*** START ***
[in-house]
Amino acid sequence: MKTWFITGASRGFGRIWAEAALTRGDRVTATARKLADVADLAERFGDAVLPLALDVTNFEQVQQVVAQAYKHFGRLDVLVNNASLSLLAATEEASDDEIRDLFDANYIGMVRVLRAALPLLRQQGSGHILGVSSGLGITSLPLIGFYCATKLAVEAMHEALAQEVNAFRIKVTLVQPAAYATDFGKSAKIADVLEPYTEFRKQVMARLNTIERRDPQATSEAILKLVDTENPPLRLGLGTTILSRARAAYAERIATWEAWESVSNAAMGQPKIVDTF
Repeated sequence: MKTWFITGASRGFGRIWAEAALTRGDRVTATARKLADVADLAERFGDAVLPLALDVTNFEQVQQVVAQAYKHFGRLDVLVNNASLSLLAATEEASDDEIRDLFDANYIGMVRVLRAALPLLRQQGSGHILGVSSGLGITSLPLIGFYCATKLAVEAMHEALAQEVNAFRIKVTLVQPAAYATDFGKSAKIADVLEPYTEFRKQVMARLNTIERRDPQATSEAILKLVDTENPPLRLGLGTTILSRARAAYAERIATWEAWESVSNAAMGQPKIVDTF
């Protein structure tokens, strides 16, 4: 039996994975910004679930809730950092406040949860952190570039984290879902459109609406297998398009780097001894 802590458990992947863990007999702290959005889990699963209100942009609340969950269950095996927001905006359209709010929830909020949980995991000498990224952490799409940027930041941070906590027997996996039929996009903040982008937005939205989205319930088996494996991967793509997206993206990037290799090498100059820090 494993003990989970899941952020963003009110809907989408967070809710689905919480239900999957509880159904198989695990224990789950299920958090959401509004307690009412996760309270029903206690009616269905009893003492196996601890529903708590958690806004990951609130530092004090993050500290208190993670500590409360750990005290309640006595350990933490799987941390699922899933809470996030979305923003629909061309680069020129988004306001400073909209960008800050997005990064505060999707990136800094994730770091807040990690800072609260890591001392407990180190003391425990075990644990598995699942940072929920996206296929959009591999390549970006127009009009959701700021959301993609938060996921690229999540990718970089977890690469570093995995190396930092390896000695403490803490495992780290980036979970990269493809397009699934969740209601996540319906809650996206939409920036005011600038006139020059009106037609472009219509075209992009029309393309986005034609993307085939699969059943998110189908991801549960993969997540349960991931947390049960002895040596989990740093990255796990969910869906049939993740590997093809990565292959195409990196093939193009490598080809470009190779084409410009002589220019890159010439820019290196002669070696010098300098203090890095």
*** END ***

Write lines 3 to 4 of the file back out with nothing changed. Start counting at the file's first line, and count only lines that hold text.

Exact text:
Repeated sequence: MKTWFITGASRGFGRIWAEAALTRGDRVTATARKLADVADLAERFGDAVLPLALDVTNFEQVQQVVAQAYKHFGRLDVLVNNASLSLLAATEEASDDEIRDLFDANYIGMVRVLRAALPLLRQQGSGHILGVSSGLGITSLPLIGFYCATKLAVEAMHEALAQEVNAFRIKVTLVQPAAYATDFGKSAKIADVLEPYTEFRKQVMARLNTIERRDPQATSEAILKLVDTENPPLRLGLGTTILSRARAAYAERIATWEAWESVSNAAMGQPKIVDTF
């Protein structure tokens, strides 16, 4: 039996994975910004679930809730950092406040949860952190570039984290879902459109609406297998398009780097001894 802590458990992947863990007999702290959005889990699963209100942009609340969950269950095996927001905006359209709010929830909020949980995991000498990224952490799409940027930041941070906590027997996996039929996009903040982008937005939205989205319930088996494996991967793509997206993206990037290799090498100059820090 494993003990989970899941952020963003009110809907989408967070809710689905919480239900999957509880159904198989695990224990789950299920958090959401509004307690009412996760309270029903206690009616269905009893003492196996601890529903708590958690806004990951609130530092004090993050500290208190993670500590409360750990005290309640006595350990933490799987941390699922899933809470996030979305923003629909061309680069020129988004306001400073909209960008800050997005990064505060999707990136800094994730770091807040990690800072609260890591001392407990180190003391425990075990644990598995699942940072929920996206296929959009591999390549970006127009009009959701700021959301993609938060996921690229999540990718970089977890690469570093995995190396930092390896000695403490803490495992780290980036979970990269493809397009699934969740209601996540319906809650996206939409920036005011600038006139020059009106037609472009219509075209992009029309393309986005034609993307085939699969059943998110189908991801549960993969997540349960991931947390049960002895040596989990740093990255796990969910869906049939993740590997093809990565292959195409990196093939193009490598080809470009190779084409410009002589220019890159010439820019290196002669070696010098300098203090890095």